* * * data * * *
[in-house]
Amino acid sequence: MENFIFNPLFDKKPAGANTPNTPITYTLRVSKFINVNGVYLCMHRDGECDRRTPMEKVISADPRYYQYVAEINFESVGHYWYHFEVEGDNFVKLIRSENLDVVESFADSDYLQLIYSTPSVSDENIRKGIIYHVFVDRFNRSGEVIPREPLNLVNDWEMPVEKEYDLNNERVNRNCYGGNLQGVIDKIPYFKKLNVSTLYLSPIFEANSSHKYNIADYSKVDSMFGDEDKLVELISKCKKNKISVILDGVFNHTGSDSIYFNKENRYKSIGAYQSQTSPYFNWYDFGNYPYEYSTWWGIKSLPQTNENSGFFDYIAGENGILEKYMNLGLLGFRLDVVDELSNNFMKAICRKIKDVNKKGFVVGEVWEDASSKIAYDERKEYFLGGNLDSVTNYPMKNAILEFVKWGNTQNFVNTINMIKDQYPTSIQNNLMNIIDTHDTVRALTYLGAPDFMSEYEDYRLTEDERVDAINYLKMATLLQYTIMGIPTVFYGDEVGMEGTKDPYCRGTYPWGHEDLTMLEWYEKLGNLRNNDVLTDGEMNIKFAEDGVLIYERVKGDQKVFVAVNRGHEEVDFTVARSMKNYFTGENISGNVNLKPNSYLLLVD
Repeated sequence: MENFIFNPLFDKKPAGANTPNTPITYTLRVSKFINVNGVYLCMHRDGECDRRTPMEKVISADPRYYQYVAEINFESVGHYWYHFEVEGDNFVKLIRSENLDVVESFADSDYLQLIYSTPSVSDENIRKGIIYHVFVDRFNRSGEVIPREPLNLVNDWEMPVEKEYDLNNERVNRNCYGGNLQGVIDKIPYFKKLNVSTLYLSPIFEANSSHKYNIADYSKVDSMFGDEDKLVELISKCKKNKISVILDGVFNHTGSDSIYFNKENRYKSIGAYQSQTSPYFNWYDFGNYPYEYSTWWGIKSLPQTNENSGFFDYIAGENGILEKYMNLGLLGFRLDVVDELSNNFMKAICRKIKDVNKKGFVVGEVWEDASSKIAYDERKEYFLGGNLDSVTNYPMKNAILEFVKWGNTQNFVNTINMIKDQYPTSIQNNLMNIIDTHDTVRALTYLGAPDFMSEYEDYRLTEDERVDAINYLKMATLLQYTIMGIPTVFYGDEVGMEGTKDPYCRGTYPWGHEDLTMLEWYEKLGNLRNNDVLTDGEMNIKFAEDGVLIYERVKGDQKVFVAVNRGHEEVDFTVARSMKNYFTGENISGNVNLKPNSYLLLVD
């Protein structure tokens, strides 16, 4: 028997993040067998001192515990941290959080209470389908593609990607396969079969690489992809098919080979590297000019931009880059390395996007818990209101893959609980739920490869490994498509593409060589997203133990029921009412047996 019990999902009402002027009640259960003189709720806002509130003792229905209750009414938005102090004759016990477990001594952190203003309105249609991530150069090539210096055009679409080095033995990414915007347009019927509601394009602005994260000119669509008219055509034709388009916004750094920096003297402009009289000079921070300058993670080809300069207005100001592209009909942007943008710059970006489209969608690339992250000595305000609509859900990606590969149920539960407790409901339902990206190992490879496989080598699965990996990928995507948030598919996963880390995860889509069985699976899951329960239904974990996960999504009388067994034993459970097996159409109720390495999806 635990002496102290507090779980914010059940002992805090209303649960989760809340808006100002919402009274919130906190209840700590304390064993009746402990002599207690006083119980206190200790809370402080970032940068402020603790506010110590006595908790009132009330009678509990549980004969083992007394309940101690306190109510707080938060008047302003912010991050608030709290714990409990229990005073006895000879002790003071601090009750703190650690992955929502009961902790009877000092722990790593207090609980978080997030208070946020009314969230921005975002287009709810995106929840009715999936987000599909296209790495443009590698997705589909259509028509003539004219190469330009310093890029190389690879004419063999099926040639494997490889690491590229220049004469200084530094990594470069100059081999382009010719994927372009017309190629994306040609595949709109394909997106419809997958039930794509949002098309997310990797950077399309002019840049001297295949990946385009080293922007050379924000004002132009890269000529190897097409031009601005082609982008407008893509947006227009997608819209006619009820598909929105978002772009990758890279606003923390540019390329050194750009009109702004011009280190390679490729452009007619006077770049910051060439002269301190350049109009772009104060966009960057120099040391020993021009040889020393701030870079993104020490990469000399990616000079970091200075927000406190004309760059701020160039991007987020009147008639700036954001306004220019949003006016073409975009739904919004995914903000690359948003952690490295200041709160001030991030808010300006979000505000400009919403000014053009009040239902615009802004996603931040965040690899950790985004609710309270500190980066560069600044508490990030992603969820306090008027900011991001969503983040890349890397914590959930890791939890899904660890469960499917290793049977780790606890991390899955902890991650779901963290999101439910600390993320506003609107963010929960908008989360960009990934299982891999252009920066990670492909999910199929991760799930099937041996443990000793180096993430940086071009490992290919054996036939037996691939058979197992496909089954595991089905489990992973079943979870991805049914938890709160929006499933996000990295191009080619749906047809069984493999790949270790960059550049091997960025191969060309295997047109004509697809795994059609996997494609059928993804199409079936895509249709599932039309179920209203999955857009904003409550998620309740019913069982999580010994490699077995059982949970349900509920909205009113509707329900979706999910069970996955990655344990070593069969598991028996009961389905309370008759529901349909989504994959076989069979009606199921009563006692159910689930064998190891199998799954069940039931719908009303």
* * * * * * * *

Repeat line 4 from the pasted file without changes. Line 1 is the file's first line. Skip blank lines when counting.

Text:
């Protein structure tokens, strides 16, 4: 028997993040067998001192515990941290959080209470389908593609990607396969079969690489992809098919080979590297000019931009880059390395996007818990209101893959609980739920490869490994498509593409060589997203133990029921009412047996 019990999902009402002027009640259960003189709720806002509130003792229905209750009414938005102090004759016990477990001594952190203003309105249609991530150069090539210096055009679409080095033995990414915007347009019927509601394009602005994260000119669509008219055509034709388009916004750094920096003297402009009289000079921070300058993670080809300069207005100001592209009909942007943008710059970006489209969608690339992250000595305000609509859900990606590969149920539960407790409901339902990206190992490879496989080598699965990996990928995507948030598919996963880390995860889509069985699976899951329960239904974990996960999504009388067994034993459970097996159409109720390495999806 635990002496102290507090779980914010059940002992805090209303649960989760809340808006100002919402009274919130906190209840700590304390064993009746402990002599207690006083119980206190200790809370402080970032940068402020603790506010110590006595908790009132009330009678509990549980004969083992007394309940101690306190109510707080938060008047302003912010991050608030709290714990409990229990005073006895000879002790003071601090009750703190650690992955929502009961902790009877000092722990790593207090609980978080997030208070946020009314969230921005975002287009709810995106929840009715999936987000599909296209790495443009590698997705589909259509028509003539004219190469330009310093890029190389690879004419063999099926040639494997490889690491590229220049004469200084530094990594470069100059081999382009010719994927372009017309190629994306040609595949709109394909997106419809997958039930794509949002098309997310990797950077399309002019840049001297295949990946385009080293922007050379924000004002132009890269000529190897097409031009601005082609982008407008893509947006227009997608819209006619009820598909929105978002772009990758890279606003923390540019390329050194750009009109702004011009280190390679490729452009007619006077770049910051060439002269301190350049109009772009104060966009960057120099040391020993021009040889020393701030870079993104020490990469000399990616000079970091200075927000406190004309760059701020160039991007987020009147008639700036954001306004220019949003006016073409975009739904919004995914903000690359948003952690490295200041709160001030991030808010300006979000505000400009919403000014053009009040239902615009802004996603931040965040690899950790985004609710309270500190980066560069600044508490990030992603969820306090008027900011991001969503983040890349890397914590959930890791939890899904660890469960499917290793049977780790606890991390899955902890991650779901963290999101439910600390993320506003609107963010929960908008989360960009990934299982891999252009920066990670492909999910199929991760799930099937041996443990000793180096993430940086071009490992290919054996036939037996691939058979197992496909089954595991089905489990992973079943979870991805049914938890709160929006499933996000990295191009080619749906047809069984493999790949270790960059550049091997960025191969060309295997047109004509697809795994059609996997494609059928993804199409079936895509249709599932039309179920209203999955857009904003409550998620309740019913069982999580010994490699077995059982949970349900509920909205009113509707329900979706999910069970996955990655344990070593069969598991028996009961389905309370008759529901349909989504994959076989069979009606199921009563006692159910689930064998190891199998799954069940039931719908009303």